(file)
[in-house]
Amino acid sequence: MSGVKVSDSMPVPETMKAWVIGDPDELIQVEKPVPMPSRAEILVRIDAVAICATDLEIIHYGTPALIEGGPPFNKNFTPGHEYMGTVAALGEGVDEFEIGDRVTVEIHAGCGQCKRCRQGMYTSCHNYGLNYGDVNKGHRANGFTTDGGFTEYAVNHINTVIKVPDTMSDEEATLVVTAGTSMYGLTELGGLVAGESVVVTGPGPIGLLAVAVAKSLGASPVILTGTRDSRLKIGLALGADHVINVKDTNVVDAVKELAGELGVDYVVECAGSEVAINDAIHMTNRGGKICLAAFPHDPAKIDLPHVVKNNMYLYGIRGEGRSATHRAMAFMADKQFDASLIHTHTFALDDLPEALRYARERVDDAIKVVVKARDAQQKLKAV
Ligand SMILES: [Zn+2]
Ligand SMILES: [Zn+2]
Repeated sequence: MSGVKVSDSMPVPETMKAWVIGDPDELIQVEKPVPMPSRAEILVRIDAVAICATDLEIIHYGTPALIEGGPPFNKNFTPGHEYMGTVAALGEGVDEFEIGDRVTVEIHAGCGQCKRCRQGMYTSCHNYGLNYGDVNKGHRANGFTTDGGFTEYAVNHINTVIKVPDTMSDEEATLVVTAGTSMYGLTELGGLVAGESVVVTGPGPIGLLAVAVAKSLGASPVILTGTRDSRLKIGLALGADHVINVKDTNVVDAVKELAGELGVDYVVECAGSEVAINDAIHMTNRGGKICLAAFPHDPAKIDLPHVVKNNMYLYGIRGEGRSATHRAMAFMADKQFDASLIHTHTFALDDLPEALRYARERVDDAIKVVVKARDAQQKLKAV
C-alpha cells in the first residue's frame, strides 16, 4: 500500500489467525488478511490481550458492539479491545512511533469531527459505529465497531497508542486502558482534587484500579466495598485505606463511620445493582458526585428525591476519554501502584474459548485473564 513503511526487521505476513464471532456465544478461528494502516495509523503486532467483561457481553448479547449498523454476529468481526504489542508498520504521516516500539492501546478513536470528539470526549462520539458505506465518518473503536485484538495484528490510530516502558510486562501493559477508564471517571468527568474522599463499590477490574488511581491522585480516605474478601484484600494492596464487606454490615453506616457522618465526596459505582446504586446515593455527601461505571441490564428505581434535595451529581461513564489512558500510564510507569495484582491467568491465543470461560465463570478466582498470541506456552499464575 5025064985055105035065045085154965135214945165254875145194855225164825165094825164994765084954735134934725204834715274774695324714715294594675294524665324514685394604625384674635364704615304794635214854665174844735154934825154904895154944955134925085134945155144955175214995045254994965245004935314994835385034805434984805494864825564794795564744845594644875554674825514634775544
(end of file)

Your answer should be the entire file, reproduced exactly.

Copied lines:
[in-house]
Amino acid sequence: MSGVKVSDSMPVPETMKAWVIGDPDELIQVEKPVPMPSRAEILVRIDAVAICATDLEIIHYGTPALIEGGPPFNKNFTPGHEYMGTVAALGEGVDEFEIGDRVTVEIHAGCGQCKRCRQGMYTSCHNYGLNYGDVNKGHRANGFTTDGGFTEYAVNHINTVIKVPDTMSDEEATLVVTAGTSMYGLTELGGLVAGESVVVTGPGPIGLLAVAVAKSLGASPVILTGTRDSRLKIGLALGADHVINVKDTNVVDAVKELAGELGVDYVVECAGSEVAINDAIHMTNRGGKICLAAFPHDPAKIDLPHVVKNNMYLYGIRGEGRSATHRAMAFMADKQFDASLIHTHTFALDDLPEALRYARERVDDAIKVVVKARDAQQKLKAV
Ligand SMILES: [Zn+2]
Ligand SMILES: [Zn+2]
Repeated sequence: MSGVKVSDSMPVPETMKAWVIGDPDELIQVEKPVPMPSRAEILVRIDAVAICATDLEIIHYGTPALIEGGPPFNKNFTPGHEYMGTVAALGEGVDEFEIGDRVTVEIHAGCGQCKRCRQGMYTSCHNYGLNYGDVNKGHRANGFTTDGGFTEYAVNHINTVIKVPDTMSDEEATLVVTAGTSMYGLTELGGLVAGESVVVTGPGPIGLLAVAVAKSLGASPVILTGTRDSRLKIGLALGADHVINVKDTNVVDAVKELAGELGVDYVVECAGSEVAINDAIHMTNRGGKICLAAFPHDPAKIDLPHVVKNNMYLYGIRGEGRSATHRAMAFMADKQFDASLIHTHTFALDDLPEALRYARERVDDAIKVVVKARDAQQKLKAV
C-alpha cells in the first residue's frame, strides 16, 4: 500500500489467525488478511490481550458492539479491545512511533469531527459505529465497531497508542486502558482534587484500579466495598485505606463511620445493582458526585428525591476519554501502584474459548485473564 513503511526487521505476513464471532456465544478461528494502516495509523503486532467483561457481553448479547449498523454476529468481526504489542508498520504521516516500539492501546478513536470528539470526549462520539458505506465518518473503536485484538495484528490510530516502558510486562501493559477508564471517571468527568474522599463499590477490574488511581491522585480516605474478601484484600494492596464487606454490615453506616457522618465526596459505582446504586446515593455527601461505571441490564428505581434535595451529581461513564489512558500510564510507569495484582491467568491465543470461560465463570478466582498470541506456552499464575 5025064985055105035065045085154965135214945165254875145194855225164825165094825164994765084954735134934725204834715274774695324714715294594675294524665324514685394604625384674635364704615304794635214854665174844735154934825154904895154944955134925085134945155144955175214995045254994965245004935314994835385034805434984805494864825564794795564744845594644875554674825514634775544